The heart is a crucial and complicated organ in our body. Once heart muscles, or Cardiomyocytes (CMs), are damaged, they cannot regenerate. Heart transplants are difficult to come by, and even with current methods of solving heart disease, heart disease is the leading cause of death today in developed countries [1]. One possible solution to the demand of transplants is through tissue engineering patient-specific cardiac tissue. There are significant problems that need to be solved before cardiac tissue can be useful. Two of these problems that we address in our research are the problems of size and vasculature. The purpose of our research is to create strong 3-dimensional samples of cardiac tissue with complete vascularization. Currently we have successfully decellularized porcine cardiac extracellular matrix (ECM), created 300 micrometer thick samples of the ECM, and make beating heart tissue by seeding in CMs derived from human induced pluripotent stem(IPS) cells into the ECM. These heart tissue samples beat for about 3 months. For future research, to increase vascularization and size, we will place CMs derived from IPS cells together with human umbilical vein endothelial cells (HUVECs) and caridofibroblasts (CFs) at a ratio of CMs:HUVECs:CFs, 1:1:5 [2], 1:3:6 [3], and 2:1:1 [3] onto a ECM and stack those ECMs through centrifugation for 15 minutes[4]. The action potential will be measured, and the vasculature will be seen through staining of the tissue using markers CD31 for HUVECs, Troponin T for CMs, ë±-actinin for CMs‰Ûª sarcomeric lengths, and Cx43 connexin 43 for CMs. By developing these cardiac tissue samples size and vasculature, we will get one step closer to creating patient specific heart implants to cure heart disease. [1] Hiroyuki Yamakawa, et. al. ‰ÛÏStrategies for Heart Regeneration Approaches Ranging from Induced Pluripotent Stem Cells to Direct Cardiac Reprogramming,‰Û International Heart Journal, vol. 56, no. 1, p. 1-5, 2015. [Online]. Available: https://www.jstage.jst.go.jp/article/ihj/56/1/56_14-344/_article. [24 July 2017]. [2] Rogozhnikov, Dmitry et al. ‰ÛÏScaffold Free Bio-Orthogonal Assembly of 3-Dimensional Cardiac Tissue via Cell Surface Engineering.‰Û Scientific Reports 6 (2016): 39806. PMC. [Online]. Available: https://www.ncbi.nlm.nih.gov/pmc/articles/PMC5180231/ [26 Oct. 2017] [3] Polonchuk, Liudmila et al. ‰ÛÏCardiac Spheroids as Promising in Vitro Models to Study the Human Heart Microenvironment.‰Û Scientific Reports 7 (2017): 7005. PMC. [Online]. Available: https://www.ncbi.nlm.nih.gov/pmc/articles/PMC5539326/ [26 Oct. 2017] [4] Haraguchi, Yuji et al. ‰ÛÏThree-Dimensional Human Cardiac Tissue Engineered by Centrifugation of Stacked Cell Sheets and Cross-Sectional Observation of Its Synchronous Beatings by Optical Coherence Tomography.‰Û BioMed Research International 2017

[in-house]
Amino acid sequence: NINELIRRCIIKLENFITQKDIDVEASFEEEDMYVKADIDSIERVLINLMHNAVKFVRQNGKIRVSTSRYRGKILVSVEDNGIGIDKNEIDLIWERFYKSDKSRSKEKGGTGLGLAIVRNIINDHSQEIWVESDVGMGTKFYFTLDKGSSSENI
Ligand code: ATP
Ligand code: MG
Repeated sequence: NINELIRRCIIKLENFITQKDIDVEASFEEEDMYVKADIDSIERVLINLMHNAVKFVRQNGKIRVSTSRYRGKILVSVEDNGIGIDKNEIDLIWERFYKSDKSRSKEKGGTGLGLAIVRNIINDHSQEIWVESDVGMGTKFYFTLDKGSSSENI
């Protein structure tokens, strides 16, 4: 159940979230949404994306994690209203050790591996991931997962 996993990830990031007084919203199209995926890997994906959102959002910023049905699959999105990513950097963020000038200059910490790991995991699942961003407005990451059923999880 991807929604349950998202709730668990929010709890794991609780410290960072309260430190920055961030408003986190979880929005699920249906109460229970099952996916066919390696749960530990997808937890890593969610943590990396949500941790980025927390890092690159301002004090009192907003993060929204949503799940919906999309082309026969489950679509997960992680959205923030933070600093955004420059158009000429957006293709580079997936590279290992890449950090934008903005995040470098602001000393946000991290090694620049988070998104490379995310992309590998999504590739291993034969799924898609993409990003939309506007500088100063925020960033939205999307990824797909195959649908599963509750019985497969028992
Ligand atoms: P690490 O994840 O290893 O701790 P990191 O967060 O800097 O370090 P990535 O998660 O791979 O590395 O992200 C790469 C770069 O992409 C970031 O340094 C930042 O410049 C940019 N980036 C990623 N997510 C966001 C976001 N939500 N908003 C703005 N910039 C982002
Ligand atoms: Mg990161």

Axisymmetric Turbulent Wake Development

Kyle Hakes, Heather Erickson, Brigham Young University

Wakes behind objects moving in a fluid, such as a car, submarine, or airplane, are often unseen but cause drag on the object, increasing the force necessary to propel it forward. An improvement in the understanding of wake dynamics can improve building and vehicle construction to reduce drag. Computational evidence that shows an improvement to the previously accepted model has been presented, but not confirmed. Experimental confirmation of these simulations will improve the general understanding of wake dynamics.

Simulating Coal Transportation with Carbon Dioxide

Ariel Green, Taylor Schroedter, Brigham Young University